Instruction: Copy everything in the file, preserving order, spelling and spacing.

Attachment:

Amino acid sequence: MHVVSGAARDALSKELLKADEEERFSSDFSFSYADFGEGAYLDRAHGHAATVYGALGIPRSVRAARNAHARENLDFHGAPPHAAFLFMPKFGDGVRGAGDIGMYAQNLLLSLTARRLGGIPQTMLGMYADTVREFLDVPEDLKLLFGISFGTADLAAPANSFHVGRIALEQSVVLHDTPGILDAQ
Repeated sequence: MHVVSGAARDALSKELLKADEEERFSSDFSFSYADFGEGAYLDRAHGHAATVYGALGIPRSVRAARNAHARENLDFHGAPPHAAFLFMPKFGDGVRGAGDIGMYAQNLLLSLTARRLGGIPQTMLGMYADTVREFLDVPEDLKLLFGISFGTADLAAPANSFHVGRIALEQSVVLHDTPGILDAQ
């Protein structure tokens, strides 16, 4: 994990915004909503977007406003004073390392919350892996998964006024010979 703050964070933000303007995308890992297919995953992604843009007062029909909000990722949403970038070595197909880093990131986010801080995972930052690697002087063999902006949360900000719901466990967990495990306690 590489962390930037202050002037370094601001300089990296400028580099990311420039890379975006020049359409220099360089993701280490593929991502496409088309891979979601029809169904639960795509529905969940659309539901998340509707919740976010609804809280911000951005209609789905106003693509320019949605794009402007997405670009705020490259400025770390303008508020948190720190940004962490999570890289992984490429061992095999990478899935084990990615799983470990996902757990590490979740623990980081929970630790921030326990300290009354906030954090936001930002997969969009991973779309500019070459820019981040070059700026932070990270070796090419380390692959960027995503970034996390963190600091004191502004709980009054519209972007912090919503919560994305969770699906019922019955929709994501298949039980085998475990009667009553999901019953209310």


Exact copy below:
Amino acid sequence: MHVVSGAARDALSKELLKADEEERFSSDFSFSYADFGEGAYLDRAHGHAATVYGALGIPRSVRAARNAHARENLDFHGAPPHAAFLFMPKFGDGVRGAGDIGMYAQNLLLSLTARRLGGIPQTMLGMYADTVREFLDVPEDLKLLFGISFGTADLAAPANSFHVGRIALEQSVVLHDTPGILDAQ
Repeated sequence: MHVVSGAARDALSKELLKADEEERFSSDFSFSYADFGEGAYLDRAHGHAATVYGALGIPRSVRAARNAHARENLDFHGAPPHAAFLFMPKFGDGVRGAGDIGMYAQNLLLSLTARRLGGIPQTMLGMYADTVREFLDVPEDLKLLFGISFGTADLAAPANSFHVGRIALEQSVVLHDTPGILDAQ
């Protein structure tokens, strides 16, 4: 994990915004909503977007406003004073390392919350892996998964006024010979 703050964070933000303007995308890992297919995953992604843009007062029909909000990722949403970038070595197909880093990131986010801080995972930052690697002087063999902006949360900000719901466990967990495990306690 590489962390930037202050002037370094601001300089990296400028580099990311420039890379975006020049359409220099360089993701280490593929991502496409088309891979979601029809169904639960795509529905969940659309539901998340509707919740976010609804809280911000951005209609789905106003693509320019949605794009402007997405670009705020490259400025770390303008508020948190720190940004962490999570890289992984490429061992095999990478899935084990990615799983470990996902757990590490979740623990980081929970630790921030326990300290009354906030954090936001930002997969969009991973779309500019070459820019981040070059700026932070990270070796090419380390692959960027995503970034996390963190600091004191502004709980009054519209972007912090919503919560994305969770699906019922019955929709994501298949039980085998475990009667009553999901019953209310």